Protecting Suits From Moths
The transition from summer to fall means reconnecting with wool suits, tweed sportcoats, topcoats, and the other pieces of tailored clothing that may have been languishing in your closet since Spring.
But reuniting won’t feel so good if they’ve encountered moths in the meantime. If your favorite suit is marred by tiny, inexplicable holes in the fabric, you may have a moth problem on your hands.
First, you’ll want to check every piece of clothing made from an animal fiber (such as wool or silk) for holes, and then dry clean each piece just in case it’s hosting more larvae eggs. But it’s better to prevent this dire scenario from happening in the first place by following a few basic maintenance steps. Read on to learn how you can protect your suits from moths before it’s too late.
While moths choose to lay their eggs in animal-based fabrics like wool or silk, what attracts them is not the fabric itself but the other proteins that the fabric may be hosting, such as dust, sweat, tiny bits of food, or liquid stains. You can stop the build-up of these moth-attracting bits by using a soft-bristled garment brush to gently brush off your garments after each wear.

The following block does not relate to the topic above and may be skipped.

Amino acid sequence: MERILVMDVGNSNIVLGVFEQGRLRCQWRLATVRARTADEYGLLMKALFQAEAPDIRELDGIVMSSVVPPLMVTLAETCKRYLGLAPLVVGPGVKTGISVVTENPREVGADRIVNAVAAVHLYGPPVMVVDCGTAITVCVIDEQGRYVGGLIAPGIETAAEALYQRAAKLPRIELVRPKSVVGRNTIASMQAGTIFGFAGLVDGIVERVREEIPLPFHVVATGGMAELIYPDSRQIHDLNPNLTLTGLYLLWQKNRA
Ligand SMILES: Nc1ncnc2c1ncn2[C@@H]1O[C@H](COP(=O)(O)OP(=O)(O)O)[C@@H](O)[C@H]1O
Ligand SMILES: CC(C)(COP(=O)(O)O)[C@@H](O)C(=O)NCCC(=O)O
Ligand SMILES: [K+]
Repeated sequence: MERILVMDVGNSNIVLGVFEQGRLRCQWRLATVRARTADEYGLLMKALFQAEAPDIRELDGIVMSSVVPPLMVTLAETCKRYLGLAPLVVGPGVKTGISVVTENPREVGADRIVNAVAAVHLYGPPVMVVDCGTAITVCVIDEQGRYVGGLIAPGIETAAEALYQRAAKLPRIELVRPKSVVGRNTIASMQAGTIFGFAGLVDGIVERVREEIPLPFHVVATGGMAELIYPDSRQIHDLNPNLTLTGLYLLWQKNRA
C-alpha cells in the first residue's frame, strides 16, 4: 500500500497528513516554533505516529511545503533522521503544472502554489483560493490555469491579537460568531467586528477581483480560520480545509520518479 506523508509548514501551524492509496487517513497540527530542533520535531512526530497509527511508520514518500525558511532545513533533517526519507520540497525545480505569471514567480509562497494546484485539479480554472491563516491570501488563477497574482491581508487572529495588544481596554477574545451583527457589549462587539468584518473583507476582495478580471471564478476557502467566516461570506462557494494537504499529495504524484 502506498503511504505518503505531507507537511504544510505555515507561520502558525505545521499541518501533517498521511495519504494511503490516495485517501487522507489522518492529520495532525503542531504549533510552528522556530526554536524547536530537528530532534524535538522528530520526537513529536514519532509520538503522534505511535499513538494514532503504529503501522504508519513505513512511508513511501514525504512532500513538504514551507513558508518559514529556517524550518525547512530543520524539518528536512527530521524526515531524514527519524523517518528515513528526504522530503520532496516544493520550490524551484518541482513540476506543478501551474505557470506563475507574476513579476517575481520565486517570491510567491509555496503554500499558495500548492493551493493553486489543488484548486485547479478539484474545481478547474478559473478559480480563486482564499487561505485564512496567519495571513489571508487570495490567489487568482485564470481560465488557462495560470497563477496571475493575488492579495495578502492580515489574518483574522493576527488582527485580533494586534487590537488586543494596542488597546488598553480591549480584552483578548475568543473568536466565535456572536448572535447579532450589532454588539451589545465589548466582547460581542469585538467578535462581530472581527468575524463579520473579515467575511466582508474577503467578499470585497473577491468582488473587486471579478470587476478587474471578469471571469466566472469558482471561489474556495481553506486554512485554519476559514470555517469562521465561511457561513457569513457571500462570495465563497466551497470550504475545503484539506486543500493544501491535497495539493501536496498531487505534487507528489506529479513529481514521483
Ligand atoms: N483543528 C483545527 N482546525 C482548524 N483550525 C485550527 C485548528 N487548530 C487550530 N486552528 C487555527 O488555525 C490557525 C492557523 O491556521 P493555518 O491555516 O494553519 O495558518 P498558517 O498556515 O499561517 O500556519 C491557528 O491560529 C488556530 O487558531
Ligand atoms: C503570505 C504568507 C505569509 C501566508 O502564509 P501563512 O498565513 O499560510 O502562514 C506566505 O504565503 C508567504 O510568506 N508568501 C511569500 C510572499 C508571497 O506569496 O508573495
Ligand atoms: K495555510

Dry cleaning isn’t necessary after every wear. Because the process may cause damage to your suit, it’s best reserved for staining and soling that can’t be resolved with spot-cleaning or brushing. If a major spill has affected one of your suits, send it to the dry cleaner before placing it in storage.
Invest in Cedar
Moths hate cedar. Capitalize on this fact by fortifying your closet with the aromatic wood, which you can do by purchasing cedar hangers or small cedar rings that can be slipped onto existing hangers. After six months the natural cedar oils that repel moths will begin to fade, but you can rejuvenate them with a quick rub of sandpaper.
Hang With Garment Bags, Not Plastic
A garment bag can function as an effective moth shield (for an even more secure set-up, hang your suit in a garment bag and then place a cedar ring around the top of the hanger to seal the entrance). But do so with a real garment bag, not a sheet of plastic like you may receive from your dry cleaner. Those plastic sheets will attract dust, which in turn attracts moths.
For maximum peace of mind, set an alert in your calendar to clean out your entire closet once every three months. After emptying your closet of clothing, vacuum up moth-attracting dust and dirt, and then wipe down the entire surface area with a washcloth soaked in a 50/50 solution of water and vinegar. Like cedar, vinegar is effective at repelling moths (and if vinegar has a similar effect on you, open your windows and light a candle).